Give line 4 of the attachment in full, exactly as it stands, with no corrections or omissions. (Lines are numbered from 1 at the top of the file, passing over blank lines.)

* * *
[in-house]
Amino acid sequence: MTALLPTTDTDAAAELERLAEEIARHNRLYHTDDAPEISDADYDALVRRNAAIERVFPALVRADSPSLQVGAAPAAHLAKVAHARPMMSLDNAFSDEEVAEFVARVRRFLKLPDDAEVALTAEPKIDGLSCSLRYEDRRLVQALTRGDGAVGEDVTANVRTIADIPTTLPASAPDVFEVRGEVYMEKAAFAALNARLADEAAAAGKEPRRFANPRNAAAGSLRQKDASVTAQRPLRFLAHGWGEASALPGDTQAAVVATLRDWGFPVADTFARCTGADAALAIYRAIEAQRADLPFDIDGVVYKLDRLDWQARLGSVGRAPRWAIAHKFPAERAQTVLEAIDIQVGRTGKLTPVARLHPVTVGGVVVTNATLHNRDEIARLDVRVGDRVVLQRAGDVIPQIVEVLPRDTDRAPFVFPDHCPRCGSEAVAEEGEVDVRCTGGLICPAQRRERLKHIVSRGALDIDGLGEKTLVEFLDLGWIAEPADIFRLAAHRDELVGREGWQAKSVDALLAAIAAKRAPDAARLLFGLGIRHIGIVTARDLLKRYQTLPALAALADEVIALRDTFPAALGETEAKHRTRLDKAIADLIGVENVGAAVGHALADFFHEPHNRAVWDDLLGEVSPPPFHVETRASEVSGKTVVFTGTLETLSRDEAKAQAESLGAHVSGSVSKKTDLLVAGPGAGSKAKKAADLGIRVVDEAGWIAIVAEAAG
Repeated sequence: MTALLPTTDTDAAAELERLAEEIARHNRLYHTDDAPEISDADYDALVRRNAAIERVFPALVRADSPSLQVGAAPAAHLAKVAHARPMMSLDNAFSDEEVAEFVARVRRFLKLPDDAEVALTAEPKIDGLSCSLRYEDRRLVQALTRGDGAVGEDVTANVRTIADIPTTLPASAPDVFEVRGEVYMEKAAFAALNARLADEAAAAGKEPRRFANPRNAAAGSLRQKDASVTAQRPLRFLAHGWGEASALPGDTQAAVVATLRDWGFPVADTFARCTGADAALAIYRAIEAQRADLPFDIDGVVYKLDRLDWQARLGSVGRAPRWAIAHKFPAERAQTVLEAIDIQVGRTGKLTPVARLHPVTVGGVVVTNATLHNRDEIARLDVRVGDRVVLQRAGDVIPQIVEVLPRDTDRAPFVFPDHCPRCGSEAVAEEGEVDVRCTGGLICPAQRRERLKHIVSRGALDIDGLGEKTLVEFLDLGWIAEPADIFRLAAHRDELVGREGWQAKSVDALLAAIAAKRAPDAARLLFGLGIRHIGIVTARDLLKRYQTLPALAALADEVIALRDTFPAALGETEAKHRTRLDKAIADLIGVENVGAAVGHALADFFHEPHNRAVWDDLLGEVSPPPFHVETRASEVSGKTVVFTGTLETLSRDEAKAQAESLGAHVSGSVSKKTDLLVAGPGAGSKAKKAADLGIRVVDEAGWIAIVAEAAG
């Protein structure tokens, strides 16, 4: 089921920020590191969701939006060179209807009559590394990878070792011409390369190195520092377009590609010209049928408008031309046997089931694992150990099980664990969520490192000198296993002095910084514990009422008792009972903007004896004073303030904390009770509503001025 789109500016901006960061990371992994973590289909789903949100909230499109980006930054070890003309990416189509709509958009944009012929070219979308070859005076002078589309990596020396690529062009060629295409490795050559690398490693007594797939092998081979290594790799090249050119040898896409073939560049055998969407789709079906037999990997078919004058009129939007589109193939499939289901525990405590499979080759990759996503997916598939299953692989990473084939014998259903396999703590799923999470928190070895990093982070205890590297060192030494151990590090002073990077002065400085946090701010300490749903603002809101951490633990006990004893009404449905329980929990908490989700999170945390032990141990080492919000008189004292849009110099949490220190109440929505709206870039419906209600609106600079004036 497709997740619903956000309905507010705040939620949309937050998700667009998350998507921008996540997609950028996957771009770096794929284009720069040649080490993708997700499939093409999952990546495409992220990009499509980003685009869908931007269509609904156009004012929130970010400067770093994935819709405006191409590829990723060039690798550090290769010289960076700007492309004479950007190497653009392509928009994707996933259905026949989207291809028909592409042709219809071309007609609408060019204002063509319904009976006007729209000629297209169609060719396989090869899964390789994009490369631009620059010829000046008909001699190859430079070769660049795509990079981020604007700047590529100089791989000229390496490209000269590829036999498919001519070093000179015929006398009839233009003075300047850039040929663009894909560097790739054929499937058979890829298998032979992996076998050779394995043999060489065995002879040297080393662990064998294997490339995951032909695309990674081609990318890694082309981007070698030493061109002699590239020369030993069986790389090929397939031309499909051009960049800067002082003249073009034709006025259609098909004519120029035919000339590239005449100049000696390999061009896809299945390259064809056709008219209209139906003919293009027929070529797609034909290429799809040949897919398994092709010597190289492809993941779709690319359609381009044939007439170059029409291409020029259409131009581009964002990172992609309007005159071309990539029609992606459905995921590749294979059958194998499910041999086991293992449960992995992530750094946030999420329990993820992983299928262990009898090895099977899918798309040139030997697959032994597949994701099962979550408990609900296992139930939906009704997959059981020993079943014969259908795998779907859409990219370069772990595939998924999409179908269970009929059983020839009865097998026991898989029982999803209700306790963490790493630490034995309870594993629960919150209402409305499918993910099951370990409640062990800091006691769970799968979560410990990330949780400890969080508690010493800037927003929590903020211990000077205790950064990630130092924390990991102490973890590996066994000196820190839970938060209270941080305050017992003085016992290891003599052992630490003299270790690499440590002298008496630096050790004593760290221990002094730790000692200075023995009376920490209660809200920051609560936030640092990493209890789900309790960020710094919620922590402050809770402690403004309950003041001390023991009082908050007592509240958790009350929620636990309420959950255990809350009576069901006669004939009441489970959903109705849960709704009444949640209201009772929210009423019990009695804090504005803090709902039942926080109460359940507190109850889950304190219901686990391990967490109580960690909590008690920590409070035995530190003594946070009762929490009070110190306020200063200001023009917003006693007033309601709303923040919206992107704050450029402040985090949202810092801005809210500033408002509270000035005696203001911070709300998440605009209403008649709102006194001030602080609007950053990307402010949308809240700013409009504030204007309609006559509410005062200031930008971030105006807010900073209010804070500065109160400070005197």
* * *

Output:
């Protein structure tokens, strides 16, 4: 089921920020590191969701939006060179209807009559590394990878070792011409390369190195520092377009590609010209049928408008031309046997089931694992150990099980664990969520490192000198296993002095910084514990009422008792009972903007004896004073303030904390009770509503001025 789109500016901006960061990371992994973590289909789903949100909230499109980006930054070890003309990416189509709509958009944009012929070219979308070859005076002078589309990596020396690529062009060629295409490795050559690398490693007594797939092998081979290594790799090249050119040898896409073939560049055998969407789709079906037999990997078919004058009129939007589109193939499939289901525990405590499979080759990759996503997916598939299953692989990473084939014998259903396999703590799923999470928190070895990093982070205890590297060192030494151990590090002073990077002065400085946090701010300490749903603002809101951490633990006990004893009404449905329980929990908490989700999170945390032990141990080492919000008189004292849009110099949490220190109440929505709206870039419906209600609106600079004036 497709997740619903956000309905507010705040939620949309937050998700667009998350998507921008996540997609950028996957771009770096794929284009720069040649080490993708997700499939093409999952990546495409992220990009499509980003685009869908931007269509609904156009004012929130970010400067770093994935819709405006191409590829990723060039690798550090290769010289960076700007492309004479950007190497653009392509928009994707996933259905026949989207291809028909592409042709219809071309007609609408060019204002063509319904009976006007729209000629297209169609060719396989090869899964390789994009490369631009620059010829000046008909001699190859430079070769660049795509990079981020604007700047590529100089791989000229390496490209000269590829036999498919001519070093000179015929006398009839233009003075300047850039040929663009894909560097790739054929499937058979890829298998032979992996076998050779394995043999060489065995002879040297080393662990064998294997490339995951032909695309990674081609990318890694082309981007070698030493061109002699590239020369030993069986790389090929397939031309499909051009960049800067002082003249073009034709006025259609098909004519120029035919000339590239005449100049000696390999061009896809299945390259064809056709008219209209139906003919293009027929070529797609034909290429799809040949897919398994092709010597190289492809993941779709690319359609381009044939007439170059029409291409020029259409131009581009964002990172992609309007005159071309990539029609992606459905995921590749294979059958194998499910041999086991293992449960992995992530750094946030999420329990993820992983299928262990009898090895099977899918798309040139030997697959032994597949994701099962979550408990609900296992139930939906009704997959059981020993079943014969259908795998779907859409990219370069772990595939998924999409179908269970009929059983020839009865097998026991898989029982999803209700306790963490790493630490034995309870594993629960919150209402409305499918993910099951370990409640062990800091006691769970799968979560410990990330949780400890969080508690010493800037927003929590903020211990000077205790950064990630130092924390990991102490973890590996066994000196820190839970938060209270941080305050017992003085016992290891003599052992630490003299270790690499440590002298008496630096050790004593760290221990002094730790000692200075023995009376920490209660809200920051609560936030640092990493209890789900309790960020710094919620922590402050809770402690403004309950003041001390023991009082908050007592509240958790009350929620636990309420959950255990809350009576069901006669004939009441489970959903109705849960709704009444949640209201009772929210009423019990009695804090504005803090709902039942926080109460359940507190109850889950304190219901686990391990967490109580960690909590008690920590409070035995530190003594946070009762929490009070110190306020200063200001023009917003006693007033309601709303923040919206992107704050450029402040985090949202810092801005809210500033408002509270000035005696203001911070709300998440605009209403008649709102006194001030602080609007950053990307402010949308809240700013409009504030204007309609006559509410005062200031930008971030105006807010900073209010804070500065109160400070005197």